During his first term of office Mayor Goldring sponsored a series of talks on subjects that he felt were important to the city. He brought in some excellent speakers, including Andre Picard one of the foremost thinkers in the country on health related policies. Goldring brought in Ken Greenberg, a noted planner who works out of Toronto for the most part and has been instrumental in changing some of the thinking on how municipalities relate to developers and how the two can work together.

This time the Mayor is going to make the presentation – it will be his show. He will pull together the content and decide how he wants to present the data he will have collected.

He will, we assume, explain the policy guidelines within which the city has to work and what he feels are some of the directions the city can take as it works to meet the population increases the province has imposed on the city.

“Intensification is an issue that has captured the interest of many Burlington residents” said the Mayor on his web site. “People want to know why our community is seeing more buildings, particularly in the form of mid-rise and high-rise structures. Hear about the federal and provincial policies that are driving intensification and how Halton and Burlington are managing these pressures. Learn where we are growing, as well as innovative ideas we are investigating.”

The event is titled: Building Burlington: Where to build in a city that is built out. Problem with the title is that the city is not built out. There are hundreds of acres of land left for residential properties and more than we need in the way of employment lands.

The free event is “sold out” ; with the room full the Mayor will be speaking to an audience that wants to hear what he has to say. One hopes there will be vigorous debate and a fulsome exchange of views – both are needed.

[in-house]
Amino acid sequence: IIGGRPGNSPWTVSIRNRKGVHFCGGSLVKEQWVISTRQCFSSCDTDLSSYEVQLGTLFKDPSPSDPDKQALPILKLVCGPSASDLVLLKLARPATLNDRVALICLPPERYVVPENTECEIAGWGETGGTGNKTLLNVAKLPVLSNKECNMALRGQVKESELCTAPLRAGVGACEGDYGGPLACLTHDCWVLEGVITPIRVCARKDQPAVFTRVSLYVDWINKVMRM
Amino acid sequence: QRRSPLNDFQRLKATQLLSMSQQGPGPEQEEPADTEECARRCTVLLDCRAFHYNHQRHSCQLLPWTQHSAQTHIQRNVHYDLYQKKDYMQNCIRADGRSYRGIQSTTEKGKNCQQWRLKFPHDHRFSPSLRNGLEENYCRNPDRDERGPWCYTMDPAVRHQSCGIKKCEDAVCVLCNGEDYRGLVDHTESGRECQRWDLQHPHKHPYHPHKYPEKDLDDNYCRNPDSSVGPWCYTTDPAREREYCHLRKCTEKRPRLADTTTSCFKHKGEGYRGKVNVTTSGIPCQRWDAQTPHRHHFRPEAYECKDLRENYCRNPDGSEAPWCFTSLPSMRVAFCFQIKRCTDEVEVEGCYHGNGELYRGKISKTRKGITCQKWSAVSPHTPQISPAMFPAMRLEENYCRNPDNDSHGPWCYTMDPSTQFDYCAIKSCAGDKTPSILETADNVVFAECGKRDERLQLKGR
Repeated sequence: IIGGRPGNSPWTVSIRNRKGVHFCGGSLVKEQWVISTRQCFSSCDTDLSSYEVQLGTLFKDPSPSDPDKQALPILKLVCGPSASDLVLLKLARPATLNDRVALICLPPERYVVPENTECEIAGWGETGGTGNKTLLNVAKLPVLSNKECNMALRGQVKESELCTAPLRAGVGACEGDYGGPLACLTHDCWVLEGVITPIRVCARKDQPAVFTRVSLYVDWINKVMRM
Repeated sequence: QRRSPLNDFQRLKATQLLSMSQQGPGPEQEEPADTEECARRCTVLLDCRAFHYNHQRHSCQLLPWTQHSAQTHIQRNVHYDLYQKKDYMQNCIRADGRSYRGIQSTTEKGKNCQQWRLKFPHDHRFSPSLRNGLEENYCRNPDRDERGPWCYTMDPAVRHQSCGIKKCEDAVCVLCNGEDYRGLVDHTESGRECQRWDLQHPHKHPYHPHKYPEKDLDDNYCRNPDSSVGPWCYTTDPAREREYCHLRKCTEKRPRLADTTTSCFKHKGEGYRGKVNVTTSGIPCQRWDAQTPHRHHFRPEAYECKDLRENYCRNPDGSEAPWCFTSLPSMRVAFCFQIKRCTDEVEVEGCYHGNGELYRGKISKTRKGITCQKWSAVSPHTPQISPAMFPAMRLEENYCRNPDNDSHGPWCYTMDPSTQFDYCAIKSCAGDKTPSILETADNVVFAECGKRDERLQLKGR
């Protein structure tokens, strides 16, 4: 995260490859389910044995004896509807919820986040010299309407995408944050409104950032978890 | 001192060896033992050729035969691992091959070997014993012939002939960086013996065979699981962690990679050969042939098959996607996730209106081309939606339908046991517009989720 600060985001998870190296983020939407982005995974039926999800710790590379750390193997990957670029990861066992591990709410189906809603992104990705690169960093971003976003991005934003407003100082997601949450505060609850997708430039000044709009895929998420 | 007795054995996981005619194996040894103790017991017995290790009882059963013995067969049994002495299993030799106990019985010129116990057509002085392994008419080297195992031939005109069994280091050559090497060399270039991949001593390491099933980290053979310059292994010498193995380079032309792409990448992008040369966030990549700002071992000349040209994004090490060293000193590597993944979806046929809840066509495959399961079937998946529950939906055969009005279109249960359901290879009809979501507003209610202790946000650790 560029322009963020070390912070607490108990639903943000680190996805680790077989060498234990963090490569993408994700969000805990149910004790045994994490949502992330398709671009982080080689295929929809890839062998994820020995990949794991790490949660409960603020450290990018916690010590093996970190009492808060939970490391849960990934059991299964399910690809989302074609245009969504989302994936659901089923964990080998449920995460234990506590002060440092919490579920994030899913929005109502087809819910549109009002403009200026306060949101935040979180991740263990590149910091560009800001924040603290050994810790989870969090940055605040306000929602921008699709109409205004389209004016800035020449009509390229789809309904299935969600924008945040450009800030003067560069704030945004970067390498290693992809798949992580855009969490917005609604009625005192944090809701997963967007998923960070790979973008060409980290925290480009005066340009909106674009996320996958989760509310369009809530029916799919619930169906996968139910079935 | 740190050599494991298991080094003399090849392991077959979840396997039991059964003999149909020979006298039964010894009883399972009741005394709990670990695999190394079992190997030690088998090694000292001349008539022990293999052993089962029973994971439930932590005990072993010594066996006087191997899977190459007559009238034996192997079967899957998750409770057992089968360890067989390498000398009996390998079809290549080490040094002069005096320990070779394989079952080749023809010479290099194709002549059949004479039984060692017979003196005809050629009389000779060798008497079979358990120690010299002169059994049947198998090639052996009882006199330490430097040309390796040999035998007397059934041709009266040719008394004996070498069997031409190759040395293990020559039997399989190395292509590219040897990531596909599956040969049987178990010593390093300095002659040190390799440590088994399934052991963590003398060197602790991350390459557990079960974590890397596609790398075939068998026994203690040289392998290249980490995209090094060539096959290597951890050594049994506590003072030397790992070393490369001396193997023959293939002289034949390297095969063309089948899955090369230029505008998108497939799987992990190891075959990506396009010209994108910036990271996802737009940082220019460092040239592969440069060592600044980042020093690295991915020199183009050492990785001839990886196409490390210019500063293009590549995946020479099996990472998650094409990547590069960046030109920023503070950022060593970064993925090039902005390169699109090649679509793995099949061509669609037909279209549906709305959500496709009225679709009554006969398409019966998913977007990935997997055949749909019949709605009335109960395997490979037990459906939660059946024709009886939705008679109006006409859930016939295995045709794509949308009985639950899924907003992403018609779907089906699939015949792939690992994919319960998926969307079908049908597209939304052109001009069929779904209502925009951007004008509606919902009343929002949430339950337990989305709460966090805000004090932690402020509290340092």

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Resident suggests public was kept in the dark about a developers plans for a part of Plains Road near Waterdown in Aldershot.

News 100 blueBy Greg Woodruff

April 21, 2015


On March 24th city staff held a meeting to discuss possible zoning changes to a large section of Plains Road. The area discussed was on the South side of Plains Road positioned East of Waterdown Road. Later residents discovered a developer is already advertising to sell 75 condo units at 40-58 Plains Road East in violation of current zoning character provisions.

Though it was casually mentioned the city had been “approached” by a developer; no indication was given that a specific plan was in motion.

Aldershot mobility hub study area

The public meeting was an information gathering occasion for the city planner who said he was there to listen to the community and what they wanted. He did make mention of an project that was not formal yet – the residents think the project is well along the development path. The graphic above shows the portion of Plains Rod that was under review and its proximity to the Aldershot GO station and the suggestion that the pink area could be developed as a “mobility hub”

This leaves the distinct impression that this meeting was in bad faith. It seems like the purpose of the meeting was only to say the public was “consulted” on an issue staff already had a plan to change. I realize that staff may not have been in a position to mention this specific development. At minimum the staff could have indicated that if the zoning was changed they would expect to see condo buildings in the “range of 70 plus units”. Why they did not could be anything from simple lack of communication to an outright attempt to misslead the public.

I think traditionally the public has considered staff as neutral parties implementing zoning regulations and changes in a balanced way. To some it seems like staff have now been co-opted into provincial employees with “intensification” as the decisive factor in decision making. If staff failed to mention this development or the like because someone judged that residents would have a negative reaction; then they are no longer operating in a neutral way. This is unfair not only to residents and developers, but also to the staff themselves.

Some basic questions now need answering:

1) What exactly is the current function and purpose of staff in regard to planning and development?
2) Was the city made aware of this 75 unit proposal from the developer?
3) Was there any conversation among or direction to staff about hiding the nature of probable developments if the zoning was changed?